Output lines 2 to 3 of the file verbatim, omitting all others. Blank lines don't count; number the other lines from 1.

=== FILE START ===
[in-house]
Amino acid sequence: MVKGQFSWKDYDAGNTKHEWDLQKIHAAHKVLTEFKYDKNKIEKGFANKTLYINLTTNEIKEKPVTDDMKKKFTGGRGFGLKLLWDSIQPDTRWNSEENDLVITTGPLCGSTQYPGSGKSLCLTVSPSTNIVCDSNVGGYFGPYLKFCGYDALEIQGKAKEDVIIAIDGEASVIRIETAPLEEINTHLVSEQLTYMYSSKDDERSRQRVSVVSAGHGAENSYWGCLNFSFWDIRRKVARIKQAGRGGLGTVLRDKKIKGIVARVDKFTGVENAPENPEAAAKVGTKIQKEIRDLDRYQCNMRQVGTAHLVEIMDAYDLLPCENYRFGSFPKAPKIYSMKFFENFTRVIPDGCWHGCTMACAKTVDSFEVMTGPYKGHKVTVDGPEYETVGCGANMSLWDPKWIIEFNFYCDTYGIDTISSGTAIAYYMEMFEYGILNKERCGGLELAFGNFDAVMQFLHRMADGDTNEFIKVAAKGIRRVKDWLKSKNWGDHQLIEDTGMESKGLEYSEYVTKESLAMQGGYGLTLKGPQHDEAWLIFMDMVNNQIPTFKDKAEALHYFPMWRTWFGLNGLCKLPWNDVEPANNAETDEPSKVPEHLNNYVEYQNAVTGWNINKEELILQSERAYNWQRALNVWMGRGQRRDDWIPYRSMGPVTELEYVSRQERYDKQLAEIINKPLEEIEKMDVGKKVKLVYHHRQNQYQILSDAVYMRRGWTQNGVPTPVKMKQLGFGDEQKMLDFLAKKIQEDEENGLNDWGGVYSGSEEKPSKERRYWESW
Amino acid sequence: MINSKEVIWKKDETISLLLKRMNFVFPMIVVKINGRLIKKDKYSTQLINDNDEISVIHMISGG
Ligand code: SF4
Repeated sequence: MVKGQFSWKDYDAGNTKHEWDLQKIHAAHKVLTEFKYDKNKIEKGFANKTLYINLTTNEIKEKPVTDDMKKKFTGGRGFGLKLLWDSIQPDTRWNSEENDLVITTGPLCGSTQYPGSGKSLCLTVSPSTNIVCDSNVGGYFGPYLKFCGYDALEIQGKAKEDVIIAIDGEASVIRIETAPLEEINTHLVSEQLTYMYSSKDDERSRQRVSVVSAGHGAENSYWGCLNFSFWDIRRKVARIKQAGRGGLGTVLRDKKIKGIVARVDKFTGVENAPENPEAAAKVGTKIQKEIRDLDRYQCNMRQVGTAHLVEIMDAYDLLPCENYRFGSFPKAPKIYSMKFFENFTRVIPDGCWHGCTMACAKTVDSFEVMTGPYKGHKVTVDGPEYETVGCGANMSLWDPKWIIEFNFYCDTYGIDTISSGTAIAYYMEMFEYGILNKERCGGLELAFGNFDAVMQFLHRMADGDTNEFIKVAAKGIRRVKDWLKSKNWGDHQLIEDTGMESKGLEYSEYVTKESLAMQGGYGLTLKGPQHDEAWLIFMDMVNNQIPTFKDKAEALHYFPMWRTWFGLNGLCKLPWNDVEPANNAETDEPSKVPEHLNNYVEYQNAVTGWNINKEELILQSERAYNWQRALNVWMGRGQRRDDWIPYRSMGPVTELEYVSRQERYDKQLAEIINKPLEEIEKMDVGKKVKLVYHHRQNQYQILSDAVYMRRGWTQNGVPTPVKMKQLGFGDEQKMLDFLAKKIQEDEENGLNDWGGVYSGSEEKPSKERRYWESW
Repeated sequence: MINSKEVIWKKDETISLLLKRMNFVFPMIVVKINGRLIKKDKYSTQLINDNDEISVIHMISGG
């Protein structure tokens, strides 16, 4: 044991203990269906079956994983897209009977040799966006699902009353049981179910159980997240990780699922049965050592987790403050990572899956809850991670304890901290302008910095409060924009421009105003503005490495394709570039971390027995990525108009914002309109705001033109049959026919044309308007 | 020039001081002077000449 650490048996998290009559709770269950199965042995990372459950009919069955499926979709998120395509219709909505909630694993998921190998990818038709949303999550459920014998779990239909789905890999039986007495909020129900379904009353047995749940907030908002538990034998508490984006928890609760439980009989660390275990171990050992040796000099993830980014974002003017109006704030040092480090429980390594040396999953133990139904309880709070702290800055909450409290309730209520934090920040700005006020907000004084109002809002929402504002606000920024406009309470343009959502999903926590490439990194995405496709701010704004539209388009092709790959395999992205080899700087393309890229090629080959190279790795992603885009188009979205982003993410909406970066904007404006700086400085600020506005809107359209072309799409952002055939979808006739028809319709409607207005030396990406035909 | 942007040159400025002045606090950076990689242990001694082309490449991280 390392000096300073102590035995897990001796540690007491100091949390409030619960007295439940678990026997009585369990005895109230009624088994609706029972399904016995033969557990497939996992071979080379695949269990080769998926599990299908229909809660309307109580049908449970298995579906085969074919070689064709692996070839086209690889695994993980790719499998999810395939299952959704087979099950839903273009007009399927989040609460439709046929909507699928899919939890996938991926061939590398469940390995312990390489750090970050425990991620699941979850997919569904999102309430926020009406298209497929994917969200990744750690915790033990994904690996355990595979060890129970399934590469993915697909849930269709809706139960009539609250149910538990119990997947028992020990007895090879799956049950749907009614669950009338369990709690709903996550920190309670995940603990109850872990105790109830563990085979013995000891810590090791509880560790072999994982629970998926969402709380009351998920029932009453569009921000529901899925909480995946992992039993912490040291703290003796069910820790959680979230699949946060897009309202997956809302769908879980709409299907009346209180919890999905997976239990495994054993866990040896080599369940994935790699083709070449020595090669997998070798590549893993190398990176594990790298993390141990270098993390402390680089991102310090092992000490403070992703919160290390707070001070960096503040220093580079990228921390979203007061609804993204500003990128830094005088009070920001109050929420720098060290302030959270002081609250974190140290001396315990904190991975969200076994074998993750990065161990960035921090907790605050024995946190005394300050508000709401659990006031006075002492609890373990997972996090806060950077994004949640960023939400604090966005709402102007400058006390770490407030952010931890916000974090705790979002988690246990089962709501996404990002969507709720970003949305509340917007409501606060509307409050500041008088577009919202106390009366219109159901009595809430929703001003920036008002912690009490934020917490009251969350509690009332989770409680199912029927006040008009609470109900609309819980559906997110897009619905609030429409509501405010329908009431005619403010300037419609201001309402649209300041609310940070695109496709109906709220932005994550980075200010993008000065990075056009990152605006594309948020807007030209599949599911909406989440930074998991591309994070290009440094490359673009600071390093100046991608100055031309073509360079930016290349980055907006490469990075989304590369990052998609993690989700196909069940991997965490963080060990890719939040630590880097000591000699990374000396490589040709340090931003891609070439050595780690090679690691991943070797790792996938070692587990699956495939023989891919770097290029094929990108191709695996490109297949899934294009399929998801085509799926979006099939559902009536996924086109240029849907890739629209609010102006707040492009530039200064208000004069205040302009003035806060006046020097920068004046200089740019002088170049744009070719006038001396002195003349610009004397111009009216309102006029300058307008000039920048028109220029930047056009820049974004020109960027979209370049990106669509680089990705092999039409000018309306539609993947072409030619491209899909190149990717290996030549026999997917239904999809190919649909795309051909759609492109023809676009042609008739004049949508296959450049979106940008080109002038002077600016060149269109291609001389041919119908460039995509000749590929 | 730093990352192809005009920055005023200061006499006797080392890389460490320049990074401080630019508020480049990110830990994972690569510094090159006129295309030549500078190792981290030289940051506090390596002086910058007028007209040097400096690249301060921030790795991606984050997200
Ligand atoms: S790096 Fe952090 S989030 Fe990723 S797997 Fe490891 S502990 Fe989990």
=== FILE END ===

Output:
Amino acid sequence: MVKGQFSWKDYDAGNTKHEWDLQKIHAAHKVLTEFKYDKNKIEKGFANKTLYINLTTNEIKEKPVTDDMKKKFTGGRGFGLKLLWDSIQPDTRWNSEENDLVITTGPLCGSTQYPGSGKSLCLTVSPSTNIVCDSNVGGYFGPYLKFCGYDALEIQGKAKEDVIIAIDGEASVIRIETAPLEEINTHLVSEQLTYMYSSKDDERSRQRVSVVSAGHGAENSYWGCLNFSFWDIRRKVARIKQAGRGGLGTVLRDKKIKGIVARVDKFTGVENAPENPEAAAKVGTKIQKEIRDLDRYQCNMRQVGTAHLVEIMDAYDLLPCENYRFGSFPKAPKIYSMKFFENFTRVIPDGCWHGCTMACAKTVDSFEVMTGPYKGHKVTVDGPEYETVGCGANMSLWDPKWIIEFNFYCDTYGIDTISSGTAIAYYMEMFEYGILNKERCGGLELAFGNFDAVMQFLHRMADGDTNEFIKVAAKGIRRVKDWLKSKNWGDHQLIEDTGMESKGLEYSEYVTKESLAMQGGYGLTLKGPQHDEAWLIFMDMVNNQIPTFKDKAEALHYFPMWRTWFGLNGLCKLPWNDVEPANNAETDEPSKVPEHLNNYVEYQNAVTGWNINKEELILQSERAYNWQRALNVWMGRGQRRDDWIPYRSMGPVTELEYVSRQERYDKQLAEIINKPLEEIEKMDVGKKVKLVYHHRQNQYQILSDAVYMRRGWTQNGVPTPVKMKQLGFGDEQKMLDFLAKKIQEDEENGLNDWGGVYSGSEEKPSKERRYWESW
Amino acid sequence: MINSKEVIWKKDETISLLLKRMNFVFPMIVVKINGRLIKKDKYSTQLINDNDEISVIHMISGG